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Burdening consumers with cost of profiteering a ‘crime’

Panels Are Seen At A Solar Power Farm Of Trung Nam Group In Ninh Thuan Province

Anticipated changes to electricity and fuel subsidies are expected to be announced on Wednesday following the meeting of the council of ministers.

“Fiscal responsibility requires for the state to not merely look at what to cut but also at what revenues it ought to be receiving and how to distribute those,” Chairman of the Consumer Association, Marios Droushsiotis, told the CyBC.

Speaking on CyBC’s Wednesday morning programme Droushiotis brought up the windfall profits still enjoyed by RES producers, who are earning 20 to 22 cents/kW when they should be earning 6 to 8 cents, according to the consumer association chair.

Droushiotis said a thorough investigation is in order and the practice of “transitional” producers locked into contracts getting higher rates per kW than the 11 cents/kW set by the Energy Regulatory Authority (Raek) ought to be examined.

Additionally, the state stands to gain €75 million from the reintroduction of the excise tax on fuels and this ought to be redistributed to consumers to provide relief from the ongoing exorbitant electricity costs.

“It is criminal to dump the cost of profiteering onto consumers,” Droushiotis said.

Head of the Chamber of Commerce (Keve), Marios Tsiakis, speaking on the same programme, told CyBC that the reintroduction of fuel tax was logical given the drop in costs.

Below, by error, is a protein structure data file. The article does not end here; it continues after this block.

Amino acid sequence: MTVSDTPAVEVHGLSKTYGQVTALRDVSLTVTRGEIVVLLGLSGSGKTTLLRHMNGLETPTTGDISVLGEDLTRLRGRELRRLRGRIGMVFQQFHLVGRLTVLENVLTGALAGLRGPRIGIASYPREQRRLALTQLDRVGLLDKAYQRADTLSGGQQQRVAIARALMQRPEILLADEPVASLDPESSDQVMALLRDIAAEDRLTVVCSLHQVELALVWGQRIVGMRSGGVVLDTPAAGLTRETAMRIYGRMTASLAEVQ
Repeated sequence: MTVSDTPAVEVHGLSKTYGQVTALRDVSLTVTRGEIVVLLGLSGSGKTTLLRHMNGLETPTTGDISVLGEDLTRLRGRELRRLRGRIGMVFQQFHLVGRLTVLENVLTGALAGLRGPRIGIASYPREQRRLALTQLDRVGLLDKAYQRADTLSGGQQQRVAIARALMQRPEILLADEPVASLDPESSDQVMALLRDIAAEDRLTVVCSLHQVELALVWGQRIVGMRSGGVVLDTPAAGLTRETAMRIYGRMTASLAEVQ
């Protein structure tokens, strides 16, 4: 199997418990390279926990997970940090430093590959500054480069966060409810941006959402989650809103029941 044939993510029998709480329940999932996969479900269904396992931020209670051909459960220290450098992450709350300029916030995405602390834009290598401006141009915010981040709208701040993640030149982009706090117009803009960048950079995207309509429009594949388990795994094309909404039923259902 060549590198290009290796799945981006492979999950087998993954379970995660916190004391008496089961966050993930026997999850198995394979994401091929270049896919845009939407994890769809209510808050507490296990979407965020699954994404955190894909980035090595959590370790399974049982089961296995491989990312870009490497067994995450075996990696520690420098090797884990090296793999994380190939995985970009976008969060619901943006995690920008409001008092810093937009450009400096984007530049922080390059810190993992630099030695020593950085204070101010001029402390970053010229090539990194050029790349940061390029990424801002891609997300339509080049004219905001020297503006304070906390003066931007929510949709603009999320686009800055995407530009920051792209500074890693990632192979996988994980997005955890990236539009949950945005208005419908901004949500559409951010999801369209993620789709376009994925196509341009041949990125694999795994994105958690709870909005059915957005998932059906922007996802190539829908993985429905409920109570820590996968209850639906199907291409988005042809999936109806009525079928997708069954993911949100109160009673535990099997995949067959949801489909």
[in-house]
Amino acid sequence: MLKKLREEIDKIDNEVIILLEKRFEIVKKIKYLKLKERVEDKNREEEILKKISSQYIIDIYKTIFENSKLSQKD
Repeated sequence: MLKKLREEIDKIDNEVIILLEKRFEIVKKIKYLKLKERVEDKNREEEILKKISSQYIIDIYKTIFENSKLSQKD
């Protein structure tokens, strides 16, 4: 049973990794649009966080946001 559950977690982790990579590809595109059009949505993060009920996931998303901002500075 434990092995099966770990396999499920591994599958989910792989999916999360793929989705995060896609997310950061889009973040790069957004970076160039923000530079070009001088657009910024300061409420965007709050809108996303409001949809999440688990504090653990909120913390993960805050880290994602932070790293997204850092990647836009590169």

The labour and welfare departments need to work out targeted support measures for the most affected demographic, he said.

Businesses cannot be subsidised for electricity costs as they are not considered to be beneficiaries, however, Tsiakis said, the state should examine with the EU Commission whether there is any possibility for leeway on the rate of fuel taxes, as they are set very high in Cyprus.

Minister of Finance Makis Keravnos on Tuesday told the Cyprus News Agency (CNA) he was in favour of targeted measures, focusing on vulnerable groups of the population.

The minister stated that the support measures were intended to be temporary, and as fuel prices have dropped compared with March 2022, reintroducing the tax on fuels is warranted.

“The government’s permanent policy is to support vulnerable groups of the population, and this will be weighed in the debate during the ministerial council,” Keravnos added.

Regarding the electricity subsidy, the minister said that the government’s decision will rest on options for targeted measures.

Despite the fact that the entire population has been hit by recent setbacks, including the pandemic, which justified the implementation of horizontal measures, nonetheless today the situation is “completely different” the minister said.

Fiscal responsibility requires the measures to be precisely targeted “to those who need them and when they need them,” the minister added.

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